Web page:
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From the JAMA Network
August 18, 2015

Nicotine Replacement Therapy as a Maintenance Treatment

Author Affiliations
  • 1Stanford Prevention Research Center, Department of Medicine, Stanford University, Stanford, California
 

Copyright 2015 American Medical Association. All Rights Reserved. Applicable FARS/DFARS Restrictions Apply to Government Use.

JAMA. 2015;314(7):718-719. doi:10.1001/jama.2015.7460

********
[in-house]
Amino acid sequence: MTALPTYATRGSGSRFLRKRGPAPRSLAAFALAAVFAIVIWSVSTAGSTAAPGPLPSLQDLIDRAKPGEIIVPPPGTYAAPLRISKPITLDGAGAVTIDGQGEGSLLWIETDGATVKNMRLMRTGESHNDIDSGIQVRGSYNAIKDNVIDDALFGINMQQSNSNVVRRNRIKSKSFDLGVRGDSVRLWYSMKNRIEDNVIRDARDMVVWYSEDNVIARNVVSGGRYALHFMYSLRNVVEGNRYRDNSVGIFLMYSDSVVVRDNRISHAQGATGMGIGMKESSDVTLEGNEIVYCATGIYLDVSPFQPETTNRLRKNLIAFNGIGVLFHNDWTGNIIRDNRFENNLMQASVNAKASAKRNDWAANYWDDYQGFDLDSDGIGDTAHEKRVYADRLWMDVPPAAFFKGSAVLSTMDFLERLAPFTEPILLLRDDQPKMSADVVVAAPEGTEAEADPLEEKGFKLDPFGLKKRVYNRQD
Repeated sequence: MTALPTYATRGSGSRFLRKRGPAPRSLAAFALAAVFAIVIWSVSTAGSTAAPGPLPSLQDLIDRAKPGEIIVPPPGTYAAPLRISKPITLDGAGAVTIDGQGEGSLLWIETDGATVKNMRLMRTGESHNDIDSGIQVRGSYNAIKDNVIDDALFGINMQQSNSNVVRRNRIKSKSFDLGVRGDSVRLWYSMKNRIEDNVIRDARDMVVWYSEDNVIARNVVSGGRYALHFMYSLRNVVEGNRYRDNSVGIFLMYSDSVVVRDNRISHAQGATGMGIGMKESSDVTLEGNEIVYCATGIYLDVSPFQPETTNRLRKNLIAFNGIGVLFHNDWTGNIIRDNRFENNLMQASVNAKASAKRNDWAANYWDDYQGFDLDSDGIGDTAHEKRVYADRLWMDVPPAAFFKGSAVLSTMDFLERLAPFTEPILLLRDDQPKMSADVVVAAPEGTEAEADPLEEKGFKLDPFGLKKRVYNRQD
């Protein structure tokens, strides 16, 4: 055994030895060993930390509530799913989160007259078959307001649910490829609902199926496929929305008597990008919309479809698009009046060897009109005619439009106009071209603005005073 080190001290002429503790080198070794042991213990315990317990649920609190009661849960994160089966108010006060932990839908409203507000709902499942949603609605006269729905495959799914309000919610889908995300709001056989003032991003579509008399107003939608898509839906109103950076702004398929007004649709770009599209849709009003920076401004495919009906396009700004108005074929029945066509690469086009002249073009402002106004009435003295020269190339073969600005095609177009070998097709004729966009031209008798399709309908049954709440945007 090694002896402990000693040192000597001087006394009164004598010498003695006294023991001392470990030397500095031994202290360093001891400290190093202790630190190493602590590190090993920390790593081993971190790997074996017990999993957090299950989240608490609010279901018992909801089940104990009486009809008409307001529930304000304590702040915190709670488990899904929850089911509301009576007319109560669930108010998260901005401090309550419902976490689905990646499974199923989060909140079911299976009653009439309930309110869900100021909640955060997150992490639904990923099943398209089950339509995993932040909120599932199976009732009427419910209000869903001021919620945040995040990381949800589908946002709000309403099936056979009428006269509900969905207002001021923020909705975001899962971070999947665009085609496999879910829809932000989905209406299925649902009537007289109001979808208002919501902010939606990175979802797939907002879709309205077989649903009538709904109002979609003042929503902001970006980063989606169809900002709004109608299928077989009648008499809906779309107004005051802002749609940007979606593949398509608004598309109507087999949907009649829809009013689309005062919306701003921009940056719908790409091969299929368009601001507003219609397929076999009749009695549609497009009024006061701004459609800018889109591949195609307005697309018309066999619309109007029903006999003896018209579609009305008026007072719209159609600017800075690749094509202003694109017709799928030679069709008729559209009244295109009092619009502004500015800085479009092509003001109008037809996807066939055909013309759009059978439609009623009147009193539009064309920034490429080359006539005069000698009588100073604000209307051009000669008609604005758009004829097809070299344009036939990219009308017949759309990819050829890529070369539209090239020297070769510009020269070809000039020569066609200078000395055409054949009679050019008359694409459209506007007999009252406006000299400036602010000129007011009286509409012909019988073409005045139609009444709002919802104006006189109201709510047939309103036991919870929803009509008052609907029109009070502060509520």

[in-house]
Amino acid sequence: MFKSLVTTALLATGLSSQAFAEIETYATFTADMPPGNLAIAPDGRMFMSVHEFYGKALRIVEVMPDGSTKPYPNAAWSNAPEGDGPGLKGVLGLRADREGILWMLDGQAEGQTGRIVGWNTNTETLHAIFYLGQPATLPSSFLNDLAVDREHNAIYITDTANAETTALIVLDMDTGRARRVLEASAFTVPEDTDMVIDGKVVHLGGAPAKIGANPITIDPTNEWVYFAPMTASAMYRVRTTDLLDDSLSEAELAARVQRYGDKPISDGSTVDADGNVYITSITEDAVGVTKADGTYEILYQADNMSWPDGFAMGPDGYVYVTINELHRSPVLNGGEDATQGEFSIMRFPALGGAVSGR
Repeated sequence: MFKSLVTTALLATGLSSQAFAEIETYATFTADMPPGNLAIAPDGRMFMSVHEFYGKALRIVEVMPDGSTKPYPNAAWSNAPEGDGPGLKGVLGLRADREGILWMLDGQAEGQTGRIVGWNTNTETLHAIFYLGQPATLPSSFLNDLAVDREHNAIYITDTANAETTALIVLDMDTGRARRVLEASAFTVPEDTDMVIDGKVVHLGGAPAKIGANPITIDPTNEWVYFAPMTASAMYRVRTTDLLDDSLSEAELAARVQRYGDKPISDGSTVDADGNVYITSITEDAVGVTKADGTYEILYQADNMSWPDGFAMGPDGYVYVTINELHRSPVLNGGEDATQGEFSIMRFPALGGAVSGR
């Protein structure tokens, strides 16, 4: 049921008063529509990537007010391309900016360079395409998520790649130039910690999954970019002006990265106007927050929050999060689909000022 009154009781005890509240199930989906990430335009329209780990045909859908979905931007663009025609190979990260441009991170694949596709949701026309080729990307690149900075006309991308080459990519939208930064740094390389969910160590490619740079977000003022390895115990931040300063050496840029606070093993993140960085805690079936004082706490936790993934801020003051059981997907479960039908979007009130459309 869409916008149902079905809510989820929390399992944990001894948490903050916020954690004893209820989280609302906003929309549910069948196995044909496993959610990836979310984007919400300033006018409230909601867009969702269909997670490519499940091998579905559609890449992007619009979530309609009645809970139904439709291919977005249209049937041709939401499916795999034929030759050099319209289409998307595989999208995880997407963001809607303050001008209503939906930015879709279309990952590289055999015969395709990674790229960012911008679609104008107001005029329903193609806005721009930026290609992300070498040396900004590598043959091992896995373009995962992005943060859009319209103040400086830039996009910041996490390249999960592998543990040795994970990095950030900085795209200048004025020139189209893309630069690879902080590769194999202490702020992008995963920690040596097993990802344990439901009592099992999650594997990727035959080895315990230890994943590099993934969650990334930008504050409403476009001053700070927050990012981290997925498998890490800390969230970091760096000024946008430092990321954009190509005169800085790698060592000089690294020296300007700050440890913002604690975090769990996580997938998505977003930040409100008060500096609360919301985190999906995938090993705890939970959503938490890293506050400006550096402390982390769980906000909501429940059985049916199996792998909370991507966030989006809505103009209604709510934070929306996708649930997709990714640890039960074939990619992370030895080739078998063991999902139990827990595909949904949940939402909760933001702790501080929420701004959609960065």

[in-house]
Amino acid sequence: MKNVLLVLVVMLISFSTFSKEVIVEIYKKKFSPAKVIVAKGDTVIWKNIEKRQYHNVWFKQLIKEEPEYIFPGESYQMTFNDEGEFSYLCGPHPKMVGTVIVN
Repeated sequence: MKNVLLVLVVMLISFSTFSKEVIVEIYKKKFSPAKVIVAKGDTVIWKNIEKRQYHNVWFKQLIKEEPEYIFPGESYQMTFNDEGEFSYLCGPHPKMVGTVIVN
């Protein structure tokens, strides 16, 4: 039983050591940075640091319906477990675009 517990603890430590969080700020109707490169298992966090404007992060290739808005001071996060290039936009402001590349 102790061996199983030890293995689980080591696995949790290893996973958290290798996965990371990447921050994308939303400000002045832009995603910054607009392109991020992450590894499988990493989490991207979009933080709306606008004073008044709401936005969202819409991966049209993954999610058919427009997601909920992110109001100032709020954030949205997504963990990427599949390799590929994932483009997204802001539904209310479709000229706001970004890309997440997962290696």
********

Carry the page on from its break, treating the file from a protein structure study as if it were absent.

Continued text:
Tobacco use remains the leading preventable cause of morbidity and mortality, each year causing an estimated 480 000 deaths in the United States and more than 6 million deaths globally.1 Nicotine addiction is a chronic, relapsing disorder. Prolonged tobacco use results in physiologic dependence and a behavioral compulsion to use tobacco. Most smokers (>70%) want to quit, and 40% attempt to do so each year.1 Even though cessation medication and counseling approaches are relatively straightforward, most quit attempts are unassisted (with a 2%-5% success rate), undertreatment is common, and relapse is the norm.

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